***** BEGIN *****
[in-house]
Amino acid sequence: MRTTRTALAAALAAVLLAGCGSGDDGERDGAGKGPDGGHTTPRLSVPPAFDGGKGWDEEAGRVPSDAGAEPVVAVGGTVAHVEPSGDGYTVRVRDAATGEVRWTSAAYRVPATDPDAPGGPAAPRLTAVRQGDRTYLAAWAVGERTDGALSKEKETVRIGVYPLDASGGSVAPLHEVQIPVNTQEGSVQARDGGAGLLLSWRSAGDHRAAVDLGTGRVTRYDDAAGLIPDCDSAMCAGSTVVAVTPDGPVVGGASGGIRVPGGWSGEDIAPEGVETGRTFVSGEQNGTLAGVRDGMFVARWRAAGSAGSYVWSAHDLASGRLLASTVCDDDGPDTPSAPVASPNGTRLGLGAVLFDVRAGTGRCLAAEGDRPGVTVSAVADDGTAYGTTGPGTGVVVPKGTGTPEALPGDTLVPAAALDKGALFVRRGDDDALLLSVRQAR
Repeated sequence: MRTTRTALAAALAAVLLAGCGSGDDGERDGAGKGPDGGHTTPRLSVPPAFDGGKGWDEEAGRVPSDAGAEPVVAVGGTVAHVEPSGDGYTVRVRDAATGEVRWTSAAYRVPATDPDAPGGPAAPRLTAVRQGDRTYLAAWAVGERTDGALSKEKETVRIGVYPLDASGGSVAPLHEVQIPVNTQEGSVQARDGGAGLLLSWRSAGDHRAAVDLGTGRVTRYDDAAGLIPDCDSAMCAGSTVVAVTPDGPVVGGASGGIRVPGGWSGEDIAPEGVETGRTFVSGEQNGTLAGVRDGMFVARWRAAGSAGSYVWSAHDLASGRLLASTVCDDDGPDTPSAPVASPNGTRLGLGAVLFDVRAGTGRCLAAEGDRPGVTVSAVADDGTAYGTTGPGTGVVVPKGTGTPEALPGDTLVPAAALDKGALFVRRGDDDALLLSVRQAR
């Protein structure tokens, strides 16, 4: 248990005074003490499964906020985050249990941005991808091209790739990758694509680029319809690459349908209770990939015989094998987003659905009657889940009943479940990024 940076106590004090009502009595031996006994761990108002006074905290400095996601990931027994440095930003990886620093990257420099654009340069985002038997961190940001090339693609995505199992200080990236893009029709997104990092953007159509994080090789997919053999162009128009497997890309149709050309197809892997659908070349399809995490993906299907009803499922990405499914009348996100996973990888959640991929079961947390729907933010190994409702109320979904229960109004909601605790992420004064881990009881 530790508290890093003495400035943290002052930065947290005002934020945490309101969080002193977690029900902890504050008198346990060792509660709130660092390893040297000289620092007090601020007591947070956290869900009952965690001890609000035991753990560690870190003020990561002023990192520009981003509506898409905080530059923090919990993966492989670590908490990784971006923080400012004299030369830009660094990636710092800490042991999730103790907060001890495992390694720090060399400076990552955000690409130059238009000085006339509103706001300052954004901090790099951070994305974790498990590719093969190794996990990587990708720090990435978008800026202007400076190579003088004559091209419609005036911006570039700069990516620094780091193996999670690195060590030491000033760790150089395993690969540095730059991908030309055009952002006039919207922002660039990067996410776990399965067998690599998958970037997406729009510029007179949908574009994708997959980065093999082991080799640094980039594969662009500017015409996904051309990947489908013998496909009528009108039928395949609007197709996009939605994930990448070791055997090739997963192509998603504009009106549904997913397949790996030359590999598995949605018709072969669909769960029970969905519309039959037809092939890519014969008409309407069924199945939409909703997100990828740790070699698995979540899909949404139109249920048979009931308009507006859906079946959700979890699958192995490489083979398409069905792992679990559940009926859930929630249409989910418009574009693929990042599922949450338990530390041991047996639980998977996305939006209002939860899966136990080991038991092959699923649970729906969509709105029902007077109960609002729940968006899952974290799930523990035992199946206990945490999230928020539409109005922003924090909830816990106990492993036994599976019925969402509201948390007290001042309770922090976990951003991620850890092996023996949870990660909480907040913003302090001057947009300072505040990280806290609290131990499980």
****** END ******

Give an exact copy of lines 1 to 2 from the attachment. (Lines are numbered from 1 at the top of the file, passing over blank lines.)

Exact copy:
[in-house]
Amino acid sequence: MRTTRTALAAALAAVLLAGCGSGDDGERDGAGKGPDGGHTTPRLSVPPAFDGGKGWDEEAGRVPSDAGAEPVVAVGGTVAHVEPSGDGYTVRVRDAATGEVRWTSAAYRVPATDPDAPGGPAAPRLTAVRQGDRTYLAAWAVGERTDGALSKEKETVRIGVYPLDASGGSVAPLHEVQIPVNTQEGSVQARDGGAGLLLSWRSAGDHRAAVDLGTGRVTRYDDAAGLIPDCDSAMCAGSTVVAVTPDGPVVGGASGGIRVPGGWSGEDIAPEGVETGRTFVSGEQNGTLAGVRDGMFVARWRAAGSAGSYVWSAHDLASGRLLASTVCDDDGPDTPSAPVASPNGTRLGLGAVLFDVRAGTGRCLAAEGDRPGVTVSAVADDGTAYGTTGPGTGVVVPKGTGTPEALPGDTLVPAAALDKGALFVRRGDDDALLLSVRQAR